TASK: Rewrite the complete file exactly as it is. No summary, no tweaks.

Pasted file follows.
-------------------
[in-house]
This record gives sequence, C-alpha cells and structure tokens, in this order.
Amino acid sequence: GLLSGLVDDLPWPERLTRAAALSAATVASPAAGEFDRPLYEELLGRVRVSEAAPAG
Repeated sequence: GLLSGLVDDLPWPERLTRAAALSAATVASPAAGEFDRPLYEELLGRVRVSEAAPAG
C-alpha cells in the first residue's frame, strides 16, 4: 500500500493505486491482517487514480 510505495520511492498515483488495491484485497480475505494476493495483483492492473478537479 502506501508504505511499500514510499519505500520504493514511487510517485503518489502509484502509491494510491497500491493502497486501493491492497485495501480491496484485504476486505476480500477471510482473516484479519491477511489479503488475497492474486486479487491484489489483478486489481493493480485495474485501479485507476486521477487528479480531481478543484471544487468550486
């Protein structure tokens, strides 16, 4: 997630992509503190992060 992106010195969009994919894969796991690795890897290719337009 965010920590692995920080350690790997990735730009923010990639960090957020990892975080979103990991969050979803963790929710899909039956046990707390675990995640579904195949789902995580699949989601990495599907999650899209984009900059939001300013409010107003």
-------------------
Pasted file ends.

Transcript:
[in-house]
This record gives sequence, C-alpha cells and structure tokens, in this order.
Amino acid sequence: GLLSGLVDDLPWPERLTRAAALSAATVASPAAGEFDRPLYEELLGRVRVSEAAPAG
Repeated sequence: GLLSGLVDDLPWPERLTRAAALSAATVASPAAGEFDRPLYEELLGRVRVSEAAPAG
C-alpha cells in the first residue's frame, strides 16, 4: 500500500493505486491482517487514480 510505495520511492498515483488495491484485497480475505494476493495483483492492473478537479 502506501508504505511499500514510499519505500520504493514511487510517485503518489502509484502509491494510491497500491493502497486501493491492497485495501480491496484485504476486505476480500477471510482473516484479519491477511489479503488475497492474486486479487491484489489483478486489481493493480485495474485501479485507476486521477487528479480531481478543484471544487468550486
């Protein structure tokens, strides 16, 4: 997630992509503190992060 992106010195969009994919894969796991690795890897290719337009 965010920590692995920080350690790997990735730009923010990639960090957020990892975080979103990991969050979803963790929710899909039956046990707390675990995640579904195949789902995580699949989601990495599907999650899209984009900059939001300013409010107003």